Editor’s note: Interesting that this 18 square mile township of 27,000 people and 90 employees found a manager for $87,000. The new guy is starting at less money that than retiring manager’s salary. Guess the Spring Township supervisors don’t operate like Pottstown Borough Council and GROSSLY overpay their employees.
Thirty-six years ago, Leon W. Mazurie II came up with a clever plan to nab the job as Spring Township’s first parks and recreation director.
He vowed to find the money to pay the $9,500 starting salary.
Mazurie, then 24, called the township municipal office after reading an article stating that supervisors might start a parks and recreation department. He was a part-time community director for Reading’s Keffer Park at the time.
“I told the township I would assist them in finding federal money to pay for the director’s salary,” said Mazurie, now 60. “I guess deep down I was hoping I would be selected.
Eliminating or curtailing academic programs should only be a last resort for closing the $2.1 million gap in the Gov. Mifflin School District’s draft 2012-13 budget, administrators told school board members Monday.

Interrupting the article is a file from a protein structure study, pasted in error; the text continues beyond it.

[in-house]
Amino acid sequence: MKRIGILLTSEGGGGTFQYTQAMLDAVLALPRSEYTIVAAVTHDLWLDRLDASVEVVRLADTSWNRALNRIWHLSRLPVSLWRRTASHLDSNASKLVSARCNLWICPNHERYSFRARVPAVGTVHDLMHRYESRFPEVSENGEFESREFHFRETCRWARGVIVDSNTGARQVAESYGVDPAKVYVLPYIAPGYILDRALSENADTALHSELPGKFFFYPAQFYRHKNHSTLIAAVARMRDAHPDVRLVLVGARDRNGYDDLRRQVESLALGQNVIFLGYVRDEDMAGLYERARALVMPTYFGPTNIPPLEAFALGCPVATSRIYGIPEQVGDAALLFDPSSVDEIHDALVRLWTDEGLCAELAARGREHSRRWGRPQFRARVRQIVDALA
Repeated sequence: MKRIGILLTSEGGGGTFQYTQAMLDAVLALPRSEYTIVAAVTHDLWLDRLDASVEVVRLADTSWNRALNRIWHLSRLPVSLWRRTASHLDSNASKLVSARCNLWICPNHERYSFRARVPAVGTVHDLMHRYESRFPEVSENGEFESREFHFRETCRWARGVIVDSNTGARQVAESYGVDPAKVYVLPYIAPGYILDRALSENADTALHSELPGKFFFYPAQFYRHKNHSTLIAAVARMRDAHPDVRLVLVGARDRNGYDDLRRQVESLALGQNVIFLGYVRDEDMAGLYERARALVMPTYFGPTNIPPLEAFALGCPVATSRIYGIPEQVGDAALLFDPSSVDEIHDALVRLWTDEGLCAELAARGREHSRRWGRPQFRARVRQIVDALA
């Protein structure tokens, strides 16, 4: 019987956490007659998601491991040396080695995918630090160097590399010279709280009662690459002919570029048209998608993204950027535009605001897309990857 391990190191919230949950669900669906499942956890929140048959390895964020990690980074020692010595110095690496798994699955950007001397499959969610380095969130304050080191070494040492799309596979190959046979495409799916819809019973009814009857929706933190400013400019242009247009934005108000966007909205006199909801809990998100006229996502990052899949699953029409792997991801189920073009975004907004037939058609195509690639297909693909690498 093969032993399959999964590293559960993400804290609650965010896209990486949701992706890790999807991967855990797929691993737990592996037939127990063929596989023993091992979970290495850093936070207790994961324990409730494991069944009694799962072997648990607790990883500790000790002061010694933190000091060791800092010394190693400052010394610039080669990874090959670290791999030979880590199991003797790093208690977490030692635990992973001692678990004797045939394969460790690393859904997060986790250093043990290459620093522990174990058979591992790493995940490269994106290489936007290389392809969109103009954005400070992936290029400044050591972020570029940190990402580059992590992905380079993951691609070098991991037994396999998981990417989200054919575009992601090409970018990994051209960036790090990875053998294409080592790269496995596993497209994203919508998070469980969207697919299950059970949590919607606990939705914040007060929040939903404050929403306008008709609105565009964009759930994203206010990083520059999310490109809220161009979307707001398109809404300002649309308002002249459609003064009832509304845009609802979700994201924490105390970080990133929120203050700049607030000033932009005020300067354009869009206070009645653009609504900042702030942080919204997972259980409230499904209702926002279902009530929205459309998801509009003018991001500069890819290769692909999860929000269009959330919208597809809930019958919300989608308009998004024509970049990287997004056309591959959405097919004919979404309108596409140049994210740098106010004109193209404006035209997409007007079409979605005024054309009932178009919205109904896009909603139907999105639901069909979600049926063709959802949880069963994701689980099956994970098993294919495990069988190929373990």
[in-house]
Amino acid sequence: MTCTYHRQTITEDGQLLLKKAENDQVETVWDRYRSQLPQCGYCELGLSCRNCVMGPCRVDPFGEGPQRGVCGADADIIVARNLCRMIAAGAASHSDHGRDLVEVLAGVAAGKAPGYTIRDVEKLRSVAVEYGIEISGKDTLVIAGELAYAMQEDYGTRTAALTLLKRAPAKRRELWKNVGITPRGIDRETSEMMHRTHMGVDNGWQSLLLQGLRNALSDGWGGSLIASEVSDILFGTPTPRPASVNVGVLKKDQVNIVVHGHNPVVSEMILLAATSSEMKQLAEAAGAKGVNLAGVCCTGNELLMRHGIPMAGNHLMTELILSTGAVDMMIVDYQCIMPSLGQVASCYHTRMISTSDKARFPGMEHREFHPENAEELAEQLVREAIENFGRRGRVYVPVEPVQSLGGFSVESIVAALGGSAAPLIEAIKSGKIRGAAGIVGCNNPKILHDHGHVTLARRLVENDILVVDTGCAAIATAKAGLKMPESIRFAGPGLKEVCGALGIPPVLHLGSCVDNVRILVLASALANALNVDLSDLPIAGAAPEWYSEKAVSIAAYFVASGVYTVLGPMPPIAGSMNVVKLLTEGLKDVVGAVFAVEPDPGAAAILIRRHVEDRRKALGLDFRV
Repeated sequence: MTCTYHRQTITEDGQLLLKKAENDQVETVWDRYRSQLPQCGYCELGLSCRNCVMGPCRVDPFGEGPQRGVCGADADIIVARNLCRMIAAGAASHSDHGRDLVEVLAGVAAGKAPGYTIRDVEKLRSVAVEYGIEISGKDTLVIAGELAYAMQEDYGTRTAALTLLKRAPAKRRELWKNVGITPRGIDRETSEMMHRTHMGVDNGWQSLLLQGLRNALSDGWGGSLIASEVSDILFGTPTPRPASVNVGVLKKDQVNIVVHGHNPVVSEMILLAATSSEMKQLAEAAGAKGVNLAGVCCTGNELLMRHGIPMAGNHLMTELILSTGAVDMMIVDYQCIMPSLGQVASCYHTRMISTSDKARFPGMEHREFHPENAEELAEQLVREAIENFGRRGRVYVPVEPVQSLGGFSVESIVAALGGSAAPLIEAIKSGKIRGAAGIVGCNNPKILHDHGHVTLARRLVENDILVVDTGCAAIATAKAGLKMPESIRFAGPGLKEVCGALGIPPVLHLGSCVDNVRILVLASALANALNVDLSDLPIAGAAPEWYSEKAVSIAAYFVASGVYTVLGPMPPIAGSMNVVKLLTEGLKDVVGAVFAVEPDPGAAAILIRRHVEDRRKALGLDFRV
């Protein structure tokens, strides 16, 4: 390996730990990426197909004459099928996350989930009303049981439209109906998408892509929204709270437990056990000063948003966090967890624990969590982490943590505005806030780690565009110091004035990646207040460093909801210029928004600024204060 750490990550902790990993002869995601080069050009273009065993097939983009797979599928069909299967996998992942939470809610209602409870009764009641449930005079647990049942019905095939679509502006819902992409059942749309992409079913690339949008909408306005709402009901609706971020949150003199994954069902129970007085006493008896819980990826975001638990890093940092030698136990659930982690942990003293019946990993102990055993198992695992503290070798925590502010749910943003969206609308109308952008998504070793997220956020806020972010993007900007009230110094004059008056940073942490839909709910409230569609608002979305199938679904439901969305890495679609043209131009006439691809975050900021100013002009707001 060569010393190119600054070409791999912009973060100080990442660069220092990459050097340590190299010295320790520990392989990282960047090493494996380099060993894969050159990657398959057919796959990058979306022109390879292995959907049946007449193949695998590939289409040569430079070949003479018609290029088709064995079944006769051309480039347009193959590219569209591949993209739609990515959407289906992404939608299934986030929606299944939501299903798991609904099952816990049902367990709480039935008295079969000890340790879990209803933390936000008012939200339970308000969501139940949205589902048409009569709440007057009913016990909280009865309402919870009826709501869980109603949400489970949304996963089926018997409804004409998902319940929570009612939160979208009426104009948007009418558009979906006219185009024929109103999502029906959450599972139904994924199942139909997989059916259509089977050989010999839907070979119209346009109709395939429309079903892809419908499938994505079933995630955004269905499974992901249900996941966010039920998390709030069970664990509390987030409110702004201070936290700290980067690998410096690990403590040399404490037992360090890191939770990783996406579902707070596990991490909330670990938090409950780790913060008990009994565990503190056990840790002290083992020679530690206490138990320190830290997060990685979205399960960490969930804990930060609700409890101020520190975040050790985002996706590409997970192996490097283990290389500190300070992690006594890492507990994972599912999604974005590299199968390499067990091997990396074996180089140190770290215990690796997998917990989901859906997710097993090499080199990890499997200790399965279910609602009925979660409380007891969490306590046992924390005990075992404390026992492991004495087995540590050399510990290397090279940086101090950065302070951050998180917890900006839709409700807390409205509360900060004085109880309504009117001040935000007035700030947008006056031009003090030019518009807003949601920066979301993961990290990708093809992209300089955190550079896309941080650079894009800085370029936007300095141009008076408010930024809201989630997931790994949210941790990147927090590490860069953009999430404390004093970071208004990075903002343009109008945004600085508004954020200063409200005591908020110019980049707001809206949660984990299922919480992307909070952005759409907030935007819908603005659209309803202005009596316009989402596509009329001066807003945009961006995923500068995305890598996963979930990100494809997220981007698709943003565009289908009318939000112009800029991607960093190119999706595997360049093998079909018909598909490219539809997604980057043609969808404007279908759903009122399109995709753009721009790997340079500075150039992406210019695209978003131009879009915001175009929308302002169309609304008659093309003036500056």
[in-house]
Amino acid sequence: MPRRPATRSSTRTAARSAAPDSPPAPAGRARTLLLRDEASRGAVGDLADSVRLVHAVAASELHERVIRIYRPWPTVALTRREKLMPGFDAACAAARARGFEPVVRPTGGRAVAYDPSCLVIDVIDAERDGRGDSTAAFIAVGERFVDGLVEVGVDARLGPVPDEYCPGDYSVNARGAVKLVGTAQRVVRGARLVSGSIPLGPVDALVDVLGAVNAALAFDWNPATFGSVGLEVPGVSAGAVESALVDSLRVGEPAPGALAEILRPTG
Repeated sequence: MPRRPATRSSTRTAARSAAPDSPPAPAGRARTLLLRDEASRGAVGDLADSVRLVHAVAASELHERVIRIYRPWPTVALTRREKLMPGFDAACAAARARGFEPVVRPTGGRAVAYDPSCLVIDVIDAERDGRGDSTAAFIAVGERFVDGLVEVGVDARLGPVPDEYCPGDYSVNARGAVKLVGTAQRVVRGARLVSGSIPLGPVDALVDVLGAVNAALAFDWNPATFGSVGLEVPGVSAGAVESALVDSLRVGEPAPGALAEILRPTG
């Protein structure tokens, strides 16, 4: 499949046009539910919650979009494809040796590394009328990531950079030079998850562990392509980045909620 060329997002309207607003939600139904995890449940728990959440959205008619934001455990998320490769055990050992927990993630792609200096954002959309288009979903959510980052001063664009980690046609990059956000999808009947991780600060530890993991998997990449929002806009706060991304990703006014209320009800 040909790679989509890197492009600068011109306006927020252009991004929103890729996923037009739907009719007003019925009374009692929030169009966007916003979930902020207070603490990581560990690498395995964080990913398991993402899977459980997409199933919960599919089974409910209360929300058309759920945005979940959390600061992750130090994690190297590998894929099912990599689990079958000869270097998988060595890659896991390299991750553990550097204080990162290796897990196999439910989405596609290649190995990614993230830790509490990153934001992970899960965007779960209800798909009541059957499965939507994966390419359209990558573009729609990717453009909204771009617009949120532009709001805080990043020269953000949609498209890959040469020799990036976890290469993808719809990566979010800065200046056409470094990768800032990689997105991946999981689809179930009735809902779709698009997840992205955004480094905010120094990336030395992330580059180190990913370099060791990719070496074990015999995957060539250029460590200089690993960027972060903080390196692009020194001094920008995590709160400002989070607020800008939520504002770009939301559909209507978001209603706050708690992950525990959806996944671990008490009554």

But if the district wants to keep that option open, it needs to get started soliciting state approval to make program changes.
Administrators suggested that board members vote next week to ask the state’s permission to scale back technical education, world language and family and consumer science programs, eliminating five teaching positions.
Editor’s note: Now this is a well thought out street tree philosophy. Imagine the idea that trees have a “life-cycle” and need to be replaced at a certain point. Wyomissing also employs two certified arborists to maintain their trees!
Driving through Wyomissing, one immediately notices the tall, sturdy trees that line the streets, providing shade and suburban character.
But Jim Babb, borough public works and property manager, wants to make it clear that some of these octogenarian red oak trees are nearing the end of their long lives.
Soon, they will have to be replaced by baby red oaks that will take decades to reach the height attained by the current trees.